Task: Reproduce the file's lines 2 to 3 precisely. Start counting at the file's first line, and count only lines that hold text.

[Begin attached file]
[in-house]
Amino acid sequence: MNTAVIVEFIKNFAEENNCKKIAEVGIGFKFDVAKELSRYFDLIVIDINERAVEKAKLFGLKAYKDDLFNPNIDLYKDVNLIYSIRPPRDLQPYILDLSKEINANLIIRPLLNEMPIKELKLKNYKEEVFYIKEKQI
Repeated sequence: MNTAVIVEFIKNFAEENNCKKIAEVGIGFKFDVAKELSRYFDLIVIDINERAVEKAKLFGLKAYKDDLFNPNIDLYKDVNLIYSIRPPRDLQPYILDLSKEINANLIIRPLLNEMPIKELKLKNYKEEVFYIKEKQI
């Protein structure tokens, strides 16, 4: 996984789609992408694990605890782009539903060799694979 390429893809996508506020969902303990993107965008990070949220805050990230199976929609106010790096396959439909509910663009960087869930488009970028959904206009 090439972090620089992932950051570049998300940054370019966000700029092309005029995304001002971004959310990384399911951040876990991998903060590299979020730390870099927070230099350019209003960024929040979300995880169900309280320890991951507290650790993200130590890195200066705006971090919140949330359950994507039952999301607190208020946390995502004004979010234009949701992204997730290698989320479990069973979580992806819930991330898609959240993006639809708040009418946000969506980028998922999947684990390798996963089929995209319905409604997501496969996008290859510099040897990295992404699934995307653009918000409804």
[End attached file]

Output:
Amino acid sequence: MNTAVIVEFIKNFAEENNCKKIAEVGIGFKFDVAKELSRYFDLIVIDINERAVEKAKLFGLKAYKDDLFNPNIDLYKDVNLIYSIRPPRDLQPYILDLSKEINANLIIRPLLNEMPIKELKLKNYKEEVFYIKEKQI
Repeated sequence: MNTAVIVEFIKNFAEENNCKKIAEVGIGFKFDVAKELSRYFDLIVIDINERAVEKAKLFGLKAYKDDLFNPNIDLYKDVNLIYSIRPPRDLQPYILDLSKEINANLIIRPLLNEMPIKELKLKNYKEEVFYIKEKQI